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The first piece of my personal curriculum that I have decided to tackle is reading 3 boy coming-of-age novels and starting one of my own. This is not something I have done absentmindedly, but rather with the strange focus of something that has true importance for my life. You see, I keep coming back to coming-of-age novels about boys who struggle within their teen years. All of my favorite books are ones that I can see from the awkward perspective of pubescent life. The only problem is that I don’t know why.

Sure, I had a pretty tough time in middle school, but everything worked out in high school, if in an overly eccentric way. I always identified with the loners and nerds, but I stopped thinking that those were bad things long ago. Why then do I seem to obsess over the minutiae of teendom. Why do I care if a boy picks up a cigarrete out of boredom or explores his city for the first time? Why am I so concerned with the first time around, when I am at least on my second? Well, in an attempt to try and figure this part of my personal curriculum out, I will be analyzing these books that have left such an impact on my reading life.

For a while now, I have been compiling a list of all of these particular influential books, and here is what I have come up with:

  1. The Perks of Being a Wallflower
  2. The Unthinkable Thoughts of Jacob Green
  3. Looking for Alaska
  4. Catcher in the Rye
  5. Old School
  6. King Dork

I would like to analyze my affinity for each one of these books individually in the hopes of find out why they force me to keep looking that this part of my life with a critical eye. I think that I am both up for this challenge and up for doing something, anything to work through this obsession.

The Perfect Online Professional Development Community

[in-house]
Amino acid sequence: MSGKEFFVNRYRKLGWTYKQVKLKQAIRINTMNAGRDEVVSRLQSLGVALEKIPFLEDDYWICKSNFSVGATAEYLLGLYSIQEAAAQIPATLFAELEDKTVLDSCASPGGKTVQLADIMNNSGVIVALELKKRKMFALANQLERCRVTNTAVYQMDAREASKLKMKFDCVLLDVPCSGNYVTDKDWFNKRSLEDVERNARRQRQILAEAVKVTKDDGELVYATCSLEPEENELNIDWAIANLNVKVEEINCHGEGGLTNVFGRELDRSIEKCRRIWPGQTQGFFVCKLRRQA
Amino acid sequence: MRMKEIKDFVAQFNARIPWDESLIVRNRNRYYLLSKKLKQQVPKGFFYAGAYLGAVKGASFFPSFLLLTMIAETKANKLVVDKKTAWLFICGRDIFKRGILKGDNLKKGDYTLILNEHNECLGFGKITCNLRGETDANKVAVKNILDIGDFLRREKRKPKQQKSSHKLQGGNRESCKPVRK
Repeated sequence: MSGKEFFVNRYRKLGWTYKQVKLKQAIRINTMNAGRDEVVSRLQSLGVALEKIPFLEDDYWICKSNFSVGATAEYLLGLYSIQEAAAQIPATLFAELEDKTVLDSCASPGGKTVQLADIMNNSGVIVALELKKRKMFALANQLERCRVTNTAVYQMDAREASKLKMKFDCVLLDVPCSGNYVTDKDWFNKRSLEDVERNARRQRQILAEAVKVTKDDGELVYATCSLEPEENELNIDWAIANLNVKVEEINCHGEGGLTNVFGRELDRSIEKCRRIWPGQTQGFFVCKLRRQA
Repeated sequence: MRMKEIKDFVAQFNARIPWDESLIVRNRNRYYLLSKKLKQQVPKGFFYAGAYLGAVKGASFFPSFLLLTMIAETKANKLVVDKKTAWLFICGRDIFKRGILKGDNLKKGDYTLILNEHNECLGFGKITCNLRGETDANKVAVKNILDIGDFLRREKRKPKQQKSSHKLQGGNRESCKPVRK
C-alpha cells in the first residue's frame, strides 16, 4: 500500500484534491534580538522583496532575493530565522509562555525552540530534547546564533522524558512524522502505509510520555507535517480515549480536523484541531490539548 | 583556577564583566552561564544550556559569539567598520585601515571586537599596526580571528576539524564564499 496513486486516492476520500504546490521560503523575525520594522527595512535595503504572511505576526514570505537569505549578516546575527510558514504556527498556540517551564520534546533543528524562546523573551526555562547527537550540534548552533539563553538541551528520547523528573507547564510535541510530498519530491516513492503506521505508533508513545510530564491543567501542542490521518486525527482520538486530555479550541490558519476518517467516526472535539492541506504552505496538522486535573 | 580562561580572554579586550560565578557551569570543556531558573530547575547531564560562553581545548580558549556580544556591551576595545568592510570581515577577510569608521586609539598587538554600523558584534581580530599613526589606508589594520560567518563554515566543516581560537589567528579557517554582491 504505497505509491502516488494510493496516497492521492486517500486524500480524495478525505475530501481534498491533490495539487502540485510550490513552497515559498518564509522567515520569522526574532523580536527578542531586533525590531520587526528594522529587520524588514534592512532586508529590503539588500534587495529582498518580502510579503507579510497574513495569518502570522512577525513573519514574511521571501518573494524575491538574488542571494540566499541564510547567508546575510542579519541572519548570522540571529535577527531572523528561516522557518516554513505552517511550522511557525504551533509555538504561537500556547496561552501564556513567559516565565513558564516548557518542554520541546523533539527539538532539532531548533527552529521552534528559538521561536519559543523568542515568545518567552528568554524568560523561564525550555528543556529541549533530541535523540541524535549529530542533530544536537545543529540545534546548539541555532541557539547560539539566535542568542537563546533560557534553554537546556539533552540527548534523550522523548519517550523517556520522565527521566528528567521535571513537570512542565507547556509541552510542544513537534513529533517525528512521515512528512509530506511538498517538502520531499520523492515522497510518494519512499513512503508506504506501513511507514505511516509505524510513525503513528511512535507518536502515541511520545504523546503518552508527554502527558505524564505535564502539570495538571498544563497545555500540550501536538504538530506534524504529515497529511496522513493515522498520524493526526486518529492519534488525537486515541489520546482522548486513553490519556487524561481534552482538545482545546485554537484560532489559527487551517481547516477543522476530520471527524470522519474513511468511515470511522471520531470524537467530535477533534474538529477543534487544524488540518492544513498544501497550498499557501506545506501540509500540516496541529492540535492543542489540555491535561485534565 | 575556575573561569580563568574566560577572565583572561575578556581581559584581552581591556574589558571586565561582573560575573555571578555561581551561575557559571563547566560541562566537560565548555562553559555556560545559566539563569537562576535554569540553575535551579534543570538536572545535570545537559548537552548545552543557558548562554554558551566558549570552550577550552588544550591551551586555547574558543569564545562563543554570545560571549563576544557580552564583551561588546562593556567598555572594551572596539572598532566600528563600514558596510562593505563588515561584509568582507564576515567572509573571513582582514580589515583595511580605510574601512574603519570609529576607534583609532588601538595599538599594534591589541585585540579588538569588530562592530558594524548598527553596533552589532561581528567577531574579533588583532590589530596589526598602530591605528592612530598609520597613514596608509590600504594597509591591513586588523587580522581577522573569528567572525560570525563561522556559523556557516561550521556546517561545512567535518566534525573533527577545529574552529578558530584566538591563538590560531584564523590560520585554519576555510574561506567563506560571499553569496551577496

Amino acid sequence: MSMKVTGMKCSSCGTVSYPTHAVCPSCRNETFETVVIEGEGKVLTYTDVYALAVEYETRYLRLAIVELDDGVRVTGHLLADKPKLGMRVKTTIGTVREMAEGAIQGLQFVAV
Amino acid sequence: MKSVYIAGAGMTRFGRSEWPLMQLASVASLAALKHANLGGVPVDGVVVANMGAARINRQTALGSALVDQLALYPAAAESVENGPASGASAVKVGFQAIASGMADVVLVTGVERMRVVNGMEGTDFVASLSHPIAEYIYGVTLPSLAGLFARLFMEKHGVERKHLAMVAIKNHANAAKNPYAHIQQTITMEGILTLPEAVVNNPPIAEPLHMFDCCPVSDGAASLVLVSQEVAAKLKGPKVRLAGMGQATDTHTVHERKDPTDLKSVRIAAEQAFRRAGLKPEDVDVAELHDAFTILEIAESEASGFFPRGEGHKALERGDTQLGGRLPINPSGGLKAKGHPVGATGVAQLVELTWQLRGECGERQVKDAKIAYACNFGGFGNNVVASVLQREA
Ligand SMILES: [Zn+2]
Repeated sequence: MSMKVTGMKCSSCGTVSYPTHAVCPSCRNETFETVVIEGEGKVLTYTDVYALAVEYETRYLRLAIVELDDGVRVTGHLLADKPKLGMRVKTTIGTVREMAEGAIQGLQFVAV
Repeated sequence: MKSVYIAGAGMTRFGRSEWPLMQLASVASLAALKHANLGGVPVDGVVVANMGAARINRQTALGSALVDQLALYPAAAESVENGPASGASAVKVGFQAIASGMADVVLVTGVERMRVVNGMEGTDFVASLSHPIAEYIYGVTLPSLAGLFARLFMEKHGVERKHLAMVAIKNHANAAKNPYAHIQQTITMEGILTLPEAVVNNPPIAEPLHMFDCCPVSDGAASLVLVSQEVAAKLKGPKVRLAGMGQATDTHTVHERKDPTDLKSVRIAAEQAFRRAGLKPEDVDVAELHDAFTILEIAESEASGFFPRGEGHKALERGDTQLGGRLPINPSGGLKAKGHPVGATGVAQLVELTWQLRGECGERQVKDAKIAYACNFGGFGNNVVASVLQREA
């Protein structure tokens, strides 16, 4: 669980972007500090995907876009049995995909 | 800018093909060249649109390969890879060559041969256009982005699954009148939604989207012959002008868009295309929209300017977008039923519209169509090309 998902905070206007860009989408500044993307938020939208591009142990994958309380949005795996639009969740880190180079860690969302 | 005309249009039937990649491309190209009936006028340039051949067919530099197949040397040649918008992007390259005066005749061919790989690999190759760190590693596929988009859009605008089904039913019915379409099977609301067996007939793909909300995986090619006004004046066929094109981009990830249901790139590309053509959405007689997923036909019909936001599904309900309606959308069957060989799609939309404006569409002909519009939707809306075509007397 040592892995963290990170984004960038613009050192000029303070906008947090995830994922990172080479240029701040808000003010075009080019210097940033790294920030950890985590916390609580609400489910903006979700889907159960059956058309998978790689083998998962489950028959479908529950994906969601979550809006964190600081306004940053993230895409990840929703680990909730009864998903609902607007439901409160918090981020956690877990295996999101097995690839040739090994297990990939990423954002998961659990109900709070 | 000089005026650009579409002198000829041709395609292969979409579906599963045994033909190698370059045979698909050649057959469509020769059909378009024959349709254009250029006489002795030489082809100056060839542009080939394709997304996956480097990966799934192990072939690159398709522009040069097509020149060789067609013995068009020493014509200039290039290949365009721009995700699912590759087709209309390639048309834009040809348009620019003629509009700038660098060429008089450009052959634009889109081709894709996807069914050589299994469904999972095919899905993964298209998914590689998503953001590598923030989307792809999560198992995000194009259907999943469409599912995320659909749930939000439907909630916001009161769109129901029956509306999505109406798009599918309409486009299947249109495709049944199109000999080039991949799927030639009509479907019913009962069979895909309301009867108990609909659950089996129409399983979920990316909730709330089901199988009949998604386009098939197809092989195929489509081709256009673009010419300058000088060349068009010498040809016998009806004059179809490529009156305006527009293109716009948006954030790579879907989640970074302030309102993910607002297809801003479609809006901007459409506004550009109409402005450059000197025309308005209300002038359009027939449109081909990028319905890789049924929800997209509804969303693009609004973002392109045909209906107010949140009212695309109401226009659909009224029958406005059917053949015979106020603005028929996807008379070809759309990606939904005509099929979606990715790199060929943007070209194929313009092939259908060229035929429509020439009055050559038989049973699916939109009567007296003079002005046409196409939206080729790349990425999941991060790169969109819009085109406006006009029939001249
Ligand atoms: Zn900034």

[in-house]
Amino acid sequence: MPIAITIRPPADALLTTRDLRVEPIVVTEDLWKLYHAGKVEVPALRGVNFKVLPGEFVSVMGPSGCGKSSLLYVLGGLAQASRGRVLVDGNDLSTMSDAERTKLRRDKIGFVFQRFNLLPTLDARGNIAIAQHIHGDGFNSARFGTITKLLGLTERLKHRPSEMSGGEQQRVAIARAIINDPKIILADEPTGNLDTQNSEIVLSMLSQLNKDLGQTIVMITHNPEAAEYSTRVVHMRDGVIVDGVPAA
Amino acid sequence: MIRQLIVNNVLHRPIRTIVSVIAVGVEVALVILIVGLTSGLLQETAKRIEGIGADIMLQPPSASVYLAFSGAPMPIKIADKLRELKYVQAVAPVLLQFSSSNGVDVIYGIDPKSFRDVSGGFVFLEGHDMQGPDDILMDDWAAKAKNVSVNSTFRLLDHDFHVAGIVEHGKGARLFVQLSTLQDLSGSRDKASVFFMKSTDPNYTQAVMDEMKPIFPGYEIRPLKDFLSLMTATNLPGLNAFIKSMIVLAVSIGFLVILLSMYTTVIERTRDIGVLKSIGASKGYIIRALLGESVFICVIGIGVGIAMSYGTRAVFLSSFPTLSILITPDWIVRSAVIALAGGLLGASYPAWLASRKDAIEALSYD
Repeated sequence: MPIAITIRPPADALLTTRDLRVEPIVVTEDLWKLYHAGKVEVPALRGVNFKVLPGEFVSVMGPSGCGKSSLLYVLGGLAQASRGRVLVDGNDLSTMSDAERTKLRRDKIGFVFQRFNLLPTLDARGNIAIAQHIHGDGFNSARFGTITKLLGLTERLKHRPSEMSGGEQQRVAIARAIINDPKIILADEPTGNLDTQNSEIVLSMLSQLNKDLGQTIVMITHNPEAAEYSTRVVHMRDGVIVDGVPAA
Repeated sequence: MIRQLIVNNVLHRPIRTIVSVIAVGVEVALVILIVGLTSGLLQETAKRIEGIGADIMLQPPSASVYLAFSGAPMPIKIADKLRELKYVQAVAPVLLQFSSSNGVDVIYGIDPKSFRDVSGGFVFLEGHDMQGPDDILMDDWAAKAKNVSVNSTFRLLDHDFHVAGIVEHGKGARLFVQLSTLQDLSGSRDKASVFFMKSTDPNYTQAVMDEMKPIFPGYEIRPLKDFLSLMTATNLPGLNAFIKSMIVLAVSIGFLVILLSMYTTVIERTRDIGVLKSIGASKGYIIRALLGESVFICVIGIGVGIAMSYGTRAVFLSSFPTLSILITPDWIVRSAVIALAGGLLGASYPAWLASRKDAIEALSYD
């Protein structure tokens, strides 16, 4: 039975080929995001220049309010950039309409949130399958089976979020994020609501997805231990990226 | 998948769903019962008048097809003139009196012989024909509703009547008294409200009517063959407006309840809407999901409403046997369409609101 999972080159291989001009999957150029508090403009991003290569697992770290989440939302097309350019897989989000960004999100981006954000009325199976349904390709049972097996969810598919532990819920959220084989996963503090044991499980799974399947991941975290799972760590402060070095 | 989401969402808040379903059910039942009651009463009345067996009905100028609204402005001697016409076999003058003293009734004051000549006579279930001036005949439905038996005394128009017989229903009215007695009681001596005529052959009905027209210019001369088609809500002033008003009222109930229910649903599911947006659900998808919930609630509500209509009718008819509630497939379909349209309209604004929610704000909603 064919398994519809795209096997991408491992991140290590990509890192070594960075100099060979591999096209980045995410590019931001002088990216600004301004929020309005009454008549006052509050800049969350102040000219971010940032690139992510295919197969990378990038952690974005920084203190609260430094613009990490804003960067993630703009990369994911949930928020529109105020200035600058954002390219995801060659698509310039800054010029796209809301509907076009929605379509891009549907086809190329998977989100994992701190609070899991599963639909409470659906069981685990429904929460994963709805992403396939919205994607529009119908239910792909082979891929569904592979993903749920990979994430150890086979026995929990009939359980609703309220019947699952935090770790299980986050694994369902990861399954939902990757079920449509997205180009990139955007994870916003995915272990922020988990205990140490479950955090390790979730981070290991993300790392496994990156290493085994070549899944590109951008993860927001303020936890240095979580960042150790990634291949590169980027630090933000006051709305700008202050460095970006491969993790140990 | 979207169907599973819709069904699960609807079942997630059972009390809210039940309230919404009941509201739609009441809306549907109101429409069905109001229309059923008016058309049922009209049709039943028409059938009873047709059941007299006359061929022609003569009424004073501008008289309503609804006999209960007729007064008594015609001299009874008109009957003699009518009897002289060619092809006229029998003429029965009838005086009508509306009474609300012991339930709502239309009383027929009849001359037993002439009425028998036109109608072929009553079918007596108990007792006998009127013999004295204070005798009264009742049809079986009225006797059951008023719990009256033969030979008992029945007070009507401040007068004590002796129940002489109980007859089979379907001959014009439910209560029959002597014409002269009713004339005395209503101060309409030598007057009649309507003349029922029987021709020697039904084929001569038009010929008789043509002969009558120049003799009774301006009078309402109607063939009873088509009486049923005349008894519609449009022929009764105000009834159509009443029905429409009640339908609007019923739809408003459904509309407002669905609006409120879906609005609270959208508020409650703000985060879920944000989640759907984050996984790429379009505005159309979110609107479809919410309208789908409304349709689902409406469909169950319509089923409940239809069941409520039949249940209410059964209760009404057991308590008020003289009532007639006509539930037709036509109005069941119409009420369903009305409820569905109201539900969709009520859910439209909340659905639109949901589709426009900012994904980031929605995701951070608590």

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I have really been thinking a lot about how to create an online community for all of the teachers in my school district who are as passionate about technology integration, reflection and collaboration as I am. The way that it stands, I feel so isolated in my quest for new and more effective ways of teaching. I know this is not the case, that there are probably hundreds of teachers who feel the same way, but that isn’t really much comfort when I don’t know who they are and I have no way of contacting them. I almost feel like I need to send out a classified ad: Young passionate teacher seeks the same in order to learn and collaborate about technology and pedagogy.

I can’t think of a better way to ask for a community than to create one and hope that other people join up. I have already run this idea by a few, more experienced, Edubloggers, Bud Hunt and Karl Fisch. They have both responded pretty well to the idea and are willing to help me get it off of the ground.

After my initial e-mails to my administration and these two great teachers/resources, I thought that there would be no way of stopping such a mammoth idea. My principal loved it, and the feeder area coordinator thought it would work well with some of our other goals. But last night, I received an e-mail from the Web Services manager of my district. In it he said that I should consider using two semi-crippled technologies (Firstclass and SchoolCenter) that teachers in my district are already fairly comfortable with (and the district has already paid for). I say that these are crippled technologies because they have real holes in their capabilities. They just can’t do everything that I want to do with this community.